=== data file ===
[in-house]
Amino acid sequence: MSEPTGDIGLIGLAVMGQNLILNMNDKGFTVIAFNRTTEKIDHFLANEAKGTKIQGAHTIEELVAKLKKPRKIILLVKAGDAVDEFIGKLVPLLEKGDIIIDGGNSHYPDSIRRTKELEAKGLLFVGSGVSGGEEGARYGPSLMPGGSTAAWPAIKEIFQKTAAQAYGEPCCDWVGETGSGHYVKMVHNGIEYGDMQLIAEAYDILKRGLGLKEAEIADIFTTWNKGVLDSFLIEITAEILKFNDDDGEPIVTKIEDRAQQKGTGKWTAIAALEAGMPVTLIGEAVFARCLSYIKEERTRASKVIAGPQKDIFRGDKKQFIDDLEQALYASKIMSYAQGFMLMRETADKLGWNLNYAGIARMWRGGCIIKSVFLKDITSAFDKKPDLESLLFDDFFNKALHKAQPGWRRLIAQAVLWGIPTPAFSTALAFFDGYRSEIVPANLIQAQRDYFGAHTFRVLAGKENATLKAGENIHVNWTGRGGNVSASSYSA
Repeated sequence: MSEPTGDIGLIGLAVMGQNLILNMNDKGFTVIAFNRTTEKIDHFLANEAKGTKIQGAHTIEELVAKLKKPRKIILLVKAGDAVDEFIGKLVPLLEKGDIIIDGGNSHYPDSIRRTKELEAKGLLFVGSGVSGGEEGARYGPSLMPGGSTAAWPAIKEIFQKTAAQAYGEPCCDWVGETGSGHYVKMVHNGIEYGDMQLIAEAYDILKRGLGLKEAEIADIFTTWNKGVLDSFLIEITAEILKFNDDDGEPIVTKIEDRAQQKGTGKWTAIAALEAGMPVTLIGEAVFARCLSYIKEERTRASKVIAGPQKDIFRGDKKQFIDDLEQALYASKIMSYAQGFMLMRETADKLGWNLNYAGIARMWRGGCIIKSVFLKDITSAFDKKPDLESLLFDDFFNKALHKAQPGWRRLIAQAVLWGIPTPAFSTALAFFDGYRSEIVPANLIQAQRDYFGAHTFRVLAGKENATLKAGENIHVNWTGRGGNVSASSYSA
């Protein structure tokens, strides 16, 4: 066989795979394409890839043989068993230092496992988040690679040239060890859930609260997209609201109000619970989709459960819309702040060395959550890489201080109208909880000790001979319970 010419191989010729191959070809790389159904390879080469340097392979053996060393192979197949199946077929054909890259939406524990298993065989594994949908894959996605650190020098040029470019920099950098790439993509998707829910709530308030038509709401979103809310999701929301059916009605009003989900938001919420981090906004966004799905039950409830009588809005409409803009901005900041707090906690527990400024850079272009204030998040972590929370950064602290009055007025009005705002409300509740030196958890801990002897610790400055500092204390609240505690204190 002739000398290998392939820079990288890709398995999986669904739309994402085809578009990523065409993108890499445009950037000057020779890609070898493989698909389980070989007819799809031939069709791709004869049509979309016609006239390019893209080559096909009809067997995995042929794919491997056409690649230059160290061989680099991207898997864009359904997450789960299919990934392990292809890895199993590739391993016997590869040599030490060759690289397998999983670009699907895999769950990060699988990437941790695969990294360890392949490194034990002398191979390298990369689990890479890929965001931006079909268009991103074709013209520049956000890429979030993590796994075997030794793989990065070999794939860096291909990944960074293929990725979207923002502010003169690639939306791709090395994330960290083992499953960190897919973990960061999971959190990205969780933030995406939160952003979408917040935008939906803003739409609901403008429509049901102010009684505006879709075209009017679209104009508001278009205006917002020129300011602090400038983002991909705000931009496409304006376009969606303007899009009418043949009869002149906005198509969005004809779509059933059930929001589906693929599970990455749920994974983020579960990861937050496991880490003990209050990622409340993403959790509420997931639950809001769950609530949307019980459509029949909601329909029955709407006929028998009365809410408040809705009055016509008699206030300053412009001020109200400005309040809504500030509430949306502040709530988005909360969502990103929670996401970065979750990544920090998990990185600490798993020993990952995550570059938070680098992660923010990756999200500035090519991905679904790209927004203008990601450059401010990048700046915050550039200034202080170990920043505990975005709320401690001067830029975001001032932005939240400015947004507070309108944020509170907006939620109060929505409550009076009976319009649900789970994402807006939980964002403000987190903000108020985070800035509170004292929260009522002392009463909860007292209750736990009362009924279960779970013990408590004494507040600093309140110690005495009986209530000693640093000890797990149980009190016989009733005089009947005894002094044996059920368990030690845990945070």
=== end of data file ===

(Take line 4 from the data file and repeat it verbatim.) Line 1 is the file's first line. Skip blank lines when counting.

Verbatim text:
């Protein structure tokens, strides 16, 4: 066989795979394409890839043989068993230092496992988040690679040239060890859930609260997209609201109000619970989709459960819309702040060395959550890489201080109208909880000790001979319970 010419191989010729191959070809790389159904390879080469340097392979053996060393192979197949199946077929054909890259939406524990298993065989594994949908894959996605650190020098040029470019920099950098790439993509998707829910709530308030038509709401979103809310999701929301059916009605009003989900938001919420981090906004966004799905039950409830009588809005409409803009901005900041707090906690527990400024850079272009204030998040972590929370950064602290009055007025009005705002409300509740030196958890801990002897610790400055500092204390609240505690204190 002739000398290998392939820079990288890709398995999986669904739309994402085809578009990523065409993108890499445009950037000057020779890609070898493989698909389980070989007819799809031939069709791709004869049509979309016609006239390019893209080559096909009809067997995995042929794919491997056409690649230059160290061989680099991207898997864009359904997450789960299919990934392990292809890895199993590739391993016997590869040599030490060759690289397998999983670009699907895999769950990060699988990437941790695969990294360890392949490194034990002398191979390298990369689990890479890929965001931006079909268009991103074709013209520049956000890429979030993590796994075997030794793989990065070999794939860096291909990944960074293929990725979207923002502010003169690639939306791709090395994330960290083992499953960190897919973990960061999971959190990205969780933030995406939160952003979408917040935008939906803003739409609901403008429509049901102010009684505006879709075209009017679209104009508001278009205006917002020129300011602090400038983002991909705000931009496409304006376009969606303007899009009418043949009869002149906005198509969005004809779509059933059930929001589906693929599970990455749920994974983020579960990861937050496991880490003990209050990622409340993403959790509420997931639950809001769950609530949307019980459509029949909601329909029955709407006929028998009365809410408040809705009055016509008699206030300053412009001020109200400005309040809504500030509430949306502040709530988005909360969502990103929670996401970065979750990544920090998990990185600490798993020993990952995550570059938070680098992660923010990756999200500035090519991905679904790209927004203008990601450059401010990048700046915050550039200034202080170990920043505990975005709320401690001067830029975001001032932005939240400015947004507070309108944020509170907006939620109060929505409550009076009976319009649900789970994402807006939980964002403000987190903000108020985070800035509170004292929260009522002392009463909860007292209750736990009362009924279960779970013990408590004494507040600093309140110690005495009986209530000693640093000890797990149980009190016989009733005089009947005894002094044996059920368990030690845990945070």